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October 24, 2018

Khashoggi's murder could be a game changer

The murder of a dissident journalist has had more global impact than unchecked Saudi aggression in Yemen.

Yemen is important for the Saudis and Emirates for many reasons.

For one, they view it; much like the US views Latin America, as their backyard. They are loath to seeing a government there that does not toe their line. They are also too obsessed with their competition with Iran and believe that they are preventing Iran from establishing a strong foothold there. The area is very strategic from geopolitical and economic standpoints given its location at the Bab Al-Mandib (important for sea lanes and transportation routes for commercial marine shipping and oil tankers) and proximity to the Horn of Africa, where the two countries have been extending their influence over the recent years. But such direct military interventions, which are usually born out of conceited blindness to the limits of military might and brutal force, are very dangerous and rarely succeed, especially in areas where geography and topography privilege defense. This brings to mind Henry Kissinger`s famous dictum that the conventional army loses if it does not win; the guerrilla wins if he does not lose. The US intervention in Vietnam, the Soviet Union’s intervention in Afghanistan, and the Egyptian intervention in Yemen in the 1960s, is just a few cases in point. Unfortunately, all too often, those blinded by the arrogance of power become oblivious to such historical truisms.

Yemen’s fate hangs in the balance as the world watches heart-wrenching scenes of hospitals being bombed and sticks thin children crying because they’re hungry. Saudi conduct of its ill-fated war in Yemen with Crown Prince Mohammed bin Salman, the chief proponent of this war and his often coercive approach to diplomatic relations, has opened the door to challenges of the kingdom’s moral leadership of the Sunni Muslim world, a legitimizing pillar of the ruling Al Saud family’s grip on power. Malaysia for one, “and other Muslim nations can no longer look up to the Saudis like we used to” says Raja Kamarul Bahrin Shah Raja Ahmad, a member of Malaysia’s upper house of parliament. “They can no longer command our respect and provide leadership”

Despite thousands of civilian deaths in Yemen, both the UN Secretariat and the Security Council have been muted in their criticism of the Saudi-led coalition's actions in that country. The UN has received nearly $1 billion from Saudi Arabia and UAE for humanitarian response to Yemen crisis. But the cold blooded murder of Washington Post columnist and dissident journalist Jamal Khashoggi could be a game changer. The violence enacted by Saudi aggression on the people of Yemen, springs from the same source as the violence allegedly used against Khashoggi in the Turkish embassy. Both are colossal, tragic, strategic errors involving the deployment of unimaginable brutality in a vain attempt to cow the imagined enemies of the Kingdom. It has finally unified the world and diverted the attention to the plight of the Yemenis facing famine, death and massive destruction. Washington views the savage against Yemen strictly through the lens of geo-strategic interests. It is seen as a means of countering Iranian influence and asserting US hegemony in the region.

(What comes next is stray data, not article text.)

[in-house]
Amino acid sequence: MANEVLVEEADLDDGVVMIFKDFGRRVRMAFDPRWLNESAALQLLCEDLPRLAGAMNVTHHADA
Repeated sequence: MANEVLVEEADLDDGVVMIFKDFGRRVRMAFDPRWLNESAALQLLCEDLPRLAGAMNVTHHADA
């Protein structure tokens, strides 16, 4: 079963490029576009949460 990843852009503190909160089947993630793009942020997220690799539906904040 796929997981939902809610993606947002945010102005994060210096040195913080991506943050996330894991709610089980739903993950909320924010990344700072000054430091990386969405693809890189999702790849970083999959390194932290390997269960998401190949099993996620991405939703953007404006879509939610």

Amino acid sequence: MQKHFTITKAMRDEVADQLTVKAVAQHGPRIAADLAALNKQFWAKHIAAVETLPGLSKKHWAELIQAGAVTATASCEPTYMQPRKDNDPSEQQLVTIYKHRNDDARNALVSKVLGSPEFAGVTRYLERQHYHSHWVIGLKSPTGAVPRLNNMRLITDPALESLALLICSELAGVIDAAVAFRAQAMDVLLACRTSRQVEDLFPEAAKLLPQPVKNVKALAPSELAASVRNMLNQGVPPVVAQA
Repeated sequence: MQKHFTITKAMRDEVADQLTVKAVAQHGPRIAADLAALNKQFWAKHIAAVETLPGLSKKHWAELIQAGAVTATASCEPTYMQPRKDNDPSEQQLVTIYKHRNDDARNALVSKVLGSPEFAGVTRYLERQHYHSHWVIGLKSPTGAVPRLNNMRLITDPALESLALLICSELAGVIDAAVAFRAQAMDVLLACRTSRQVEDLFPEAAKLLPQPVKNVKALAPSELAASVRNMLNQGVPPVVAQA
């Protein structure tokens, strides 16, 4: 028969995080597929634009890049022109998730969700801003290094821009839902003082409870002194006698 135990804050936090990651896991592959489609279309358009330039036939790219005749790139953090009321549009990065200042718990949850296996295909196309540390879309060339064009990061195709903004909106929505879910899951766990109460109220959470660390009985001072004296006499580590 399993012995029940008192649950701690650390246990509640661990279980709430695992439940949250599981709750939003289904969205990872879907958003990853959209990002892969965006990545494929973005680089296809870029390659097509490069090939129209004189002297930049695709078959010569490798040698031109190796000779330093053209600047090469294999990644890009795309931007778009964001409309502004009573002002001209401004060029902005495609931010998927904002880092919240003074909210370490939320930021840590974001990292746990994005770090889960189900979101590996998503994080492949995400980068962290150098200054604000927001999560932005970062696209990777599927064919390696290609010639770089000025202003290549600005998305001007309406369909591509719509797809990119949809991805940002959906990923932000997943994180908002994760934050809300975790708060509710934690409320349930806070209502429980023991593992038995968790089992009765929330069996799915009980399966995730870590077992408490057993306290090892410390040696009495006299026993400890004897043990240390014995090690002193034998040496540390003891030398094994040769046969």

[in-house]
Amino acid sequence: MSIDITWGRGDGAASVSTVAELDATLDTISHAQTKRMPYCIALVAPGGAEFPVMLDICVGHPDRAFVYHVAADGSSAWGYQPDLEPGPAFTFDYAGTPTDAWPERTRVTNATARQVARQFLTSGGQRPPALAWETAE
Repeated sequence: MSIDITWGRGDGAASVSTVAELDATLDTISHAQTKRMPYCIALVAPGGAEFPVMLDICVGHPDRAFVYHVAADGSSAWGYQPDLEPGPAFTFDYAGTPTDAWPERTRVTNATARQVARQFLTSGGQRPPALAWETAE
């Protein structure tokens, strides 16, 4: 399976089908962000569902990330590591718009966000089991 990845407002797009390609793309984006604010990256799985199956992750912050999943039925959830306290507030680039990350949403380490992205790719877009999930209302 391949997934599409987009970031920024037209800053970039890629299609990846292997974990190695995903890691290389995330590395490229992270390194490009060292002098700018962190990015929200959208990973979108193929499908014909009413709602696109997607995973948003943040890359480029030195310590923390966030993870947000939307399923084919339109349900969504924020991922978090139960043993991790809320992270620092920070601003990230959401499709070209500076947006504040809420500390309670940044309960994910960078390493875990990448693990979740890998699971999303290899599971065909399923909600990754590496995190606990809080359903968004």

As the news of Jamal Khashoggi’s disappearance at first and then his murder shocked people around the world, practically overnight, longtime American supporters of the alliance are disavowing the kingdom. American businesses are pulling back from Saudi Arabia. Even Washington think tanks, among the most pro-Saudi institutions in the United States, are sending back Saudi money.

As former CIA and Pentagon official Bruce Riedel said in 2016: “If the United States of America and the United Kingdom tonight told King Salman that this war has to end, it would end tomorrow, because the Royal Saudi Air force cannot operate without American and British support.”

The murder of one individual has provoked a backlash to Saudi practices in a way that mass suffering in Yemen did not. This is arguably the best chance the world had in years to end the horrendous war in Yemen. It should not go to waste.

The writer could be reached at

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